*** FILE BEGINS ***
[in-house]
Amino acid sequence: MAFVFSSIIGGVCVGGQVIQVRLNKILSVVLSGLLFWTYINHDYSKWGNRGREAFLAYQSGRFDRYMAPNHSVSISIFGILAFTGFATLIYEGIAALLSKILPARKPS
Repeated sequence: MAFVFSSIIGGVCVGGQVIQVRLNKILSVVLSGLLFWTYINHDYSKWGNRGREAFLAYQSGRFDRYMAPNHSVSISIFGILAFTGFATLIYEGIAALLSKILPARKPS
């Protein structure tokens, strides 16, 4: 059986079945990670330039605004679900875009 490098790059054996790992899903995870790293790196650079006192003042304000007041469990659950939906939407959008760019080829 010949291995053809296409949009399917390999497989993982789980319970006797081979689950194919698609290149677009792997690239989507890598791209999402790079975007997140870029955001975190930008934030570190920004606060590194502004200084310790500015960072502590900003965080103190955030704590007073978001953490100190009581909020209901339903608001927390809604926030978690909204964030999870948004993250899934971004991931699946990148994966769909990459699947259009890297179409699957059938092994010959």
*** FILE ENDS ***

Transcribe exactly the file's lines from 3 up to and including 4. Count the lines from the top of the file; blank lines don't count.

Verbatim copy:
Repeated sequence: MAFVFSSIIGGVCVGGQVIQVRLNKILSVVLSGLLFWTYINHDYSKWGNRGREAFLAYQSGRFDRYMAPNHSVSISIFGILAFTGFATLIYEGIAALLSKILPARKPS
């Protein structure tokens, strides 16, 4: 059986079945990670330039605004679900875009 490098790059054996790992899903995870790293790196650079006192003042304000007041469990659950939906939407959008760019080829 010949291995053809296409949009399917390999497989993982789980319970006797081979689950194919698609290149677009792997690239989507890598791209999402790079975007997140870029955001975190930008934030570190920004606060590194502004200084310790500015960072502590900003965080103190955030704590007073978001953490100190009581909020209901339903608001927390809604926030978690909204964030999870948004993250899934971004991931699946990148994966769909990459699947259009890297179409699957059938092994010959």